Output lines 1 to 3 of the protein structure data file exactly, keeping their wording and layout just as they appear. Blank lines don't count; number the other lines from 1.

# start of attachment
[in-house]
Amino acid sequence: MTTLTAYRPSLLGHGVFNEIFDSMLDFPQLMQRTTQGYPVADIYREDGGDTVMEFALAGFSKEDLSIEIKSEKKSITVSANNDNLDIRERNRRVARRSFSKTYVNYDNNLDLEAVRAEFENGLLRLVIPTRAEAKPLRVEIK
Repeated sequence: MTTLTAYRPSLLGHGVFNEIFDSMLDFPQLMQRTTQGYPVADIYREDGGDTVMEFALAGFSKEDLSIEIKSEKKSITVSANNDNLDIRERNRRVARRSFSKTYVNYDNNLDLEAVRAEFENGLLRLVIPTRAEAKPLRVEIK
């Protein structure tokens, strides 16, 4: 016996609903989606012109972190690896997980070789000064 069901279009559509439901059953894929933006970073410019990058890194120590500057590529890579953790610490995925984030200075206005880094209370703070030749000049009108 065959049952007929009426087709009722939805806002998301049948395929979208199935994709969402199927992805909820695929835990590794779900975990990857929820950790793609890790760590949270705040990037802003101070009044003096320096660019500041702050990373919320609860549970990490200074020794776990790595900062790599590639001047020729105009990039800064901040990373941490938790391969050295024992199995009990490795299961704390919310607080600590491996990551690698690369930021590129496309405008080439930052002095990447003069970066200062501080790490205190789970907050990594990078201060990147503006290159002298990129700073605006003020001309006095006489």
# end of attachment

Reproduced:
[in-house]
Amino acid sequence: MTTLTAYRPSLLGHGVFNEIFDSMLDFPQLMQRTTQGYPVADIYREDGGDTVMEFALAGFSKEDLSIEIKSEKKSITVSANNDNLDIRERNRRVARRSFSKTYVNYDNNLDLEAVRAEFENGLLRLVIPTRAEAKPLRVEIK
Repeated sequence: MTTLTAYRPSLLGHGVFNEIFDSMLDFPQLMQRTTQGYPVADIYREDGGDTVMEFALAGFSKEDLSIEIKSEKKSITVSANNDNLDIRERNRRVARRSFSKTYVNYDNNLDLEAVRAEFENGLLRLVIPTRAEAKPLRVEIK